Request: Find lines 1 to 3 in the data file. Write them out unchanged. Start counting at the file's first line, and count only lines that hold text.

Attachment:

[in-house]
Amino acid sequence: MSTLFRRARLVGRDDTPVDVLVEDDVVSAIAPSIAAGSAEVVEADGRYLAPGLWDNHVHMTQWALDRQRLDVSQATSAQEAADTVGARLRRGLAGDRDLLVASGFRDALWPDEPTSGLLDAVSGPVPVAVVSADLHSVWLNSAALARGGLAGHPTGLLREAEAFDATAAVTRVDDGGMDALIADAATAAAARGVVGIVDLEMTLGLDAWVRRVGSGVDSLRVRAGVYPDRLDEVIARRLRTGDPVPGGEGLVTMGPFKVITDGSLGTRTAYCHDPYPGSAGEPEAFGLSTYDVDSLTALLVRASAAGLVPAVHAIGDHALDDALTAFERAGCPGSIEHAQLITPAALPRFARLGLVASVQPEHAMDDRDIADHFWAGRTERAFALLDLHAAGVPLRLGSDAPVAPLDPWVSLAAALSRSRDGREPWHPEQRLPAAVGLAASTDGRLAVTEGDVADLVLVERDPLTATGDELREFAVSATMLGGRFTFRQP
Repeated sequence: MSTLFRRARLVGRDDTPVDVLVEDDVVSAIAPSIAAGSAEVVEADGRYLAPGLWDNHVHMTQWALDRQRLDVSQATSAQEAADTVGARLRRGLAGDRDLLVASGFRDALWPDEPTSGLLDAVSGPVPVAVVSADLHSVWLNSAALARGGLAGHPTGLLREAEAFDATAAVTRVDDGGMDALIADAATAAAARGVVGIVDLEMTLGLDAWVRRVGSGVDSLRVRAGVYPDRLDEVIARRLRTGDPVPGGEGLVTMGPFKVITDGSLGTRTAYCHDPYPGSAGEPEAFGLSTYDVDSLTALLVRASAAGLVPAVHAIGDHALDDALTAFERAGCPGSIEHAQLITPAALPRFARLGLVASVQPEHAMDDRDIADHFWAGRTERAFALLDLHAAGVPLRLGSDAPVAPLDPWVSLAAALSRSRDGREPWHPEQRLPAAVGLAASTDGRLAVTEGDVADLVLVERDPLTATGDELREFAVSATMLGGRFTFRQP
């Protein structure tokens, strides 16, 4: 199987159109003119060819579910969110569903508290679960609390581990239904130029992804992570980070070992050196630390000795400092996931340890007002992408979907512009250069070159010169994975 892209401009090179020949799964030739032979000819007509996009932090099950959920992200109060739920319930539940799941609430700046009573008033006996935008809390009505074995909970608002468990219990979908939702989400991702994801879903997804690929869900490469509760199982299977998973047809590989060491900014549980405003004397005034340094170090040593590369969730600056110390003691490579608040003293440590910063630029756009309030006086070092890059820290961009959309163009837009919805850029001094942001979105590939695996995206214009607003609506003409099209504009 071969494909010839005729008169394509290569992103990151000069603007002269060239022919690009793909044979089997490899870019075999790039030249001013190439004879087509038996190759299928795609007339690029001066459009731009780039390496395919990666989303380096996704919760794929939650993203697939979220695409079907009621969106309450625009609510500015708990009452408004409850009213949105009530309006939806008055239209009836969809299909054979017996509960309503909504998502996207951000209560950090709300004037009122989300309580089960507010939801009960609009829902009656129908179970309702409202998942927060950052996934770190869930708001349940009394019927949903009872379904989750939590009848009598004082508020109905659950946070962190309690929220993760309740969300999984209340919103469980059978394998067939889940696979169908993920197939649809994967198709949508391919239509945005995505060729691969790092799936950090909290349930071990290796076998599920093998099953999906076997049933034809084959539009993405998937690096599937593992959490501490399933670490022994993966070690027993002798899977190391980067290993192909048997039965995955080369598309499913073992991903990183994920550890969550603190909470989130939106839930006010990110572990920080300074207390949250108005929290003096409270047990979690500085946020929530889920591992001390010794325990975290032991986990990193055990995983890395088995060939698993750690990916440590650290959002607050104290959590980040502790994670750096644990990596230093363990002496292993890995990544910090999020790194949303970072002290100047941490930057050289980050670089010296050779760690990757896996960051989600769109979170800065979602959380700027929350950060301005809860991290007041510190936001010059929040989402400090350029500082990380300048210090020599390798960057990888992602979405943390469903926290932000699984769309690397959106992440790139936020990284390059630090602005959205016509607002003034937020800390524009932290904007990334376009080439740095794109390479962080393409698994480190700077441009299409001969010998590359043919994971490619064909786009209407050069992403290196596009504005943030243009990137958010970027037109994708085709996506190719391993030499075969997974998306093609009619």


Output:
[in-house]
Amino acid sequence: MSTLFRRARLVGRDDTPVDVLVEDDVVSAIAPSIAAGSAEVVEADGRYLAPGLWDNHVHMTQWALDRQRLDVSQATSAQEAADTVGARLRRGLAGDRDLLVASGFRDALWPDEPTSGLLDAVSGPVPVAVVSADLHSVWLNSAALARGGLAGHPTGLLREAEAFDATAAVTRVDDGGMDALIADAATAAAARGVVGIVDLEMTLGLDAWVRRVGSGVDSLRVRAGVYPDRLDEVIARRLRTGDPVPGGEGLVTMGPFKVITDGSLGTRTAYCHDPYPGSAGEPEAFGLSTYDVDSLTALLVRASAAGLVPAVHAIGDHALDDALTAFERAGCPGSIEHAQLITPAALPRFARLGLVASVQPEHAMDDRDIADHFWAGRTERAFALLDLHAAGVPLRLGSDAPVAPLDPWVSLAAALSRSRDGREPWHPEQRLPAAVGLAASTDGRLAVTEGDVADLVLVERDPLTATGDELREFAVSATMLGGRFTFRQP
Repeated sequence: MSTLFRRARLVGRDDTPVDVLVEDDVVSAIAPSIAAGSAEVVEADGRYLAPGLWDNHVHMTQWALDRQRLDVSQATSAQEAADTVGARLRRGLAGDRDLLVASGFRDALWPDEPTSGLLDAVSGPVPVAVVSADLHSVWLNSAALARGGLAGHPTGLLREAEAFDATAAVTRVDDGGMDALIADAATAAAARGVVGIVDLEMTLGLDAWVRRVGSGVDSLRVRAGVYPDRLDEVIARRLRTGDPVPGGEGLVTMGPFKVITDGSLGTRTAYCHDPYPGSAGEPEAFGLSTYDVDSLTALLVRASAAGLVPAVHAIGDHALDDALTAFERAGCPGSIEHAQLITPAALPRFARLGLVASVQPEHAMDDRDIADHFWAGRTERAFALLDLHAAGVPLRLGSDAPVAPLDPWVSLAAALSRSRDGREPWHPEQRLPAAVGLAASTDGRLAVTEGDVADLVLVERDPLTATGDELREFAVSATMLGGRFTFRQP